Advocates of the Postal Accountability and Enhancement Act (PAEA) — legislation that has brought the USPS to the brink of insolvency — are now asserting that labor agreements are a major contributor to the agency’s expected deficit of $7 billion in Fiscal Year 2009. Such a suggestion would be laughable if the stakes weren’t so high.
The PAEA requires the USPS to make payments of more than $5 billion each year for 10 years to prefund retiree healthcare benefits during the worst recession in 70 years — a requirement no private company or federal agency bears. But rather than correct the problem, supporters of the legislation are now attempting to shift the focus from the colossal blunder: They prefer to discuss reducing mail delivery to five days per week and management strategies for employee assignments.
These subterfuges seek to shift attention from the decision to impose unreasonable costs on the Postal Service during an economic crisis that has caused mail volume to decline at historic rates. The PAEA payment schedule would have required the Postal Service to increase revenue and savings at an unreasonable rate of 7 percent per year just to avoid a deficit. No public or private entity has achieved such a high level of growth during this difficult economic environment.
To redirect the public’s focus, attention is now shifted to five-day delivery, despite the fact that in testimony before Congress the postmaster general said that no savings would be generated from five-day delivery until 2011, and even then savings would be mitigated by the cost of inviting competition on the abandoned delivery day.
The most recent distraction is a focus on the reported $50 million in costs associated with compensating employees for non-productive “standby” time. Postal management and the unions have responded to the imbalance between workers and mail volume through an agreement to offer incentives over two fiscal years to encourage employee complement reduction.
APWU proposed the use of incentives in 2007 when mail volume began its descent, but management wasted two years and thousands of hours in unproductive time before deciding to invest modest amounts today to generate major savings tomorrow. Attrition achieved through these incentives will help eliminate the imbalance between human resources and mail volume.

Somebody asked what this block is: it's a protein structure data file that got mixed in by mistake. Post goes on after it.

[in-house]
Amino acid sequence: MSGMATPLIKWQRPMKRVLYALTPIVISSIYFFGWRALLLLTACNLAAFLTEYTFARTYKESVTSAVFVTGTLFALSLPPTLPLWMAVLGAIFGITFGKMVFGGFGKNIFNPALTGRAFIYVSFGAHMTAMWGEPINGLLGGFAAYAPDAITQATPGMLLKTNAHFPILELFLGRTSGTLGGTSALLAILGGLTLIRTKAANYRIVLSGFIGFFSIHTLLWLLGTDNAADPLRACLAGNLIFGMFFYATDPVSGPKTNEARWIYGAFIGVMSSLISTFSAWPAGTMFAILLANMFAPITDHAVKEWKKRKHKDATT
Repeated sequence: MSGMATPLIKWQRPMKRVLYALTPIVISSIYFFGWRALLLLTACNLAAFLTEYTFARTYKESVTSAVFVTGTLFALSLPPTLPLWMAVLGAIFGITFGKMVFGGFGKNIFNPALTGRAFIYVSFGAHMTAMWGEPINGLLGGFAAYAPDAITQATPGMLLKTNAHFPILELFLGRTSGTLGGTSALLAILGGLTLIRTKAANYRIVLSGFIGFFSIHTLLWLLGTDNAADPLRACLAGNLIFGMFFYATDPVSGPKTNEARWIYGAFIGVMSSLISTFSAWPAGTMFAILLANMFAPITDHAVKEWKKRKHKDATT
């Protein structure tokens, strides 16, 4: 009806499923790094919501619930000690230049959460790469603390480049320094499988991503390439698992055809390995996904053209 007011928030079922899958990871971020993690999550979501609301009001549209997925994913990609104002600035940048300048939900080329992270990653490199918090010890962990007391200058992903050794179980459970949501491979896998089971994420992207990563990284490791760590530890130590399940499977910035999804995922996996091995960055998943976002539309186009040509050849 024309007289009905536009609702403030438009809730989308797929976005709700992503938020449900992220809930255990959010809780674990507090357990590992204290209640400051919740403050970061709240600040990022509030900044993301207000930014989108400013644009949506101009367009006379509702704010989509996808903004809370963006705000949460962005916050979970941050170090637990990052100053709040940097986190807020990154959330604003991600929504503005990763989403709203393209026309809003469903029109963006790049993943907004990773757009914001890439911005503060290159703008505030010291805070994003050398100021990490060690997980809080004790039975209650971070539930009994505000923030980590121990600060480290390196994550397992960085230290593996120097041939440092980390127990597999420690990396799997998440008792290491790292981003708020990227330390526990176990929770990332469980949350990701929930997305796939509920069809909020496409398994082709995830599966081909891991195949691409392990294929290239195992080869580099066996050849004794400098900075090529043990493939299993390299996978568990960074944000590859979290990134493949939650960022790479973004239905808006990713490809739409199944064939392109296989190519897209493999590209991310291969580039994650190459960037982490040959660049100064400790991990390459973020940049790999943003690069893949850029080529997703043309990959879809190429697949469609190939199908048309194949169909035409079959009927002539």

The creators of the deficit dilemma also seek to turn the delay in complement adjustment into evidence that postal arbitrators are to blame for workers’ job security. This ignores the history of contractual agreements between union and management on the issues of job security. Of the six instances of contract arbitration, not a single arbitrator rendered a decision that restricted the Postal Service from complement adjustment on a day-to-day basis. The arbitrated contracts were achieved through the give-and-take of free collective bargaining, including items favorable to both parties. I invite the critics of postal arbitrators to review those six arbitration decisions before arriving at faulty conclusions.
The most egregious omission in this blame game is the silence on postal rate policies that forgive postage in amounts as high as 10.5 cents per letter for mailers to perform the exact functions that would be performed by underutilized postal employees. The very workers who process mail at a cost of less than one cent per letter are replaced by 10.5 cent workshare discounts, yet pundits focus their attention on postal workers and arbitrators.
Something is wrong with this picture.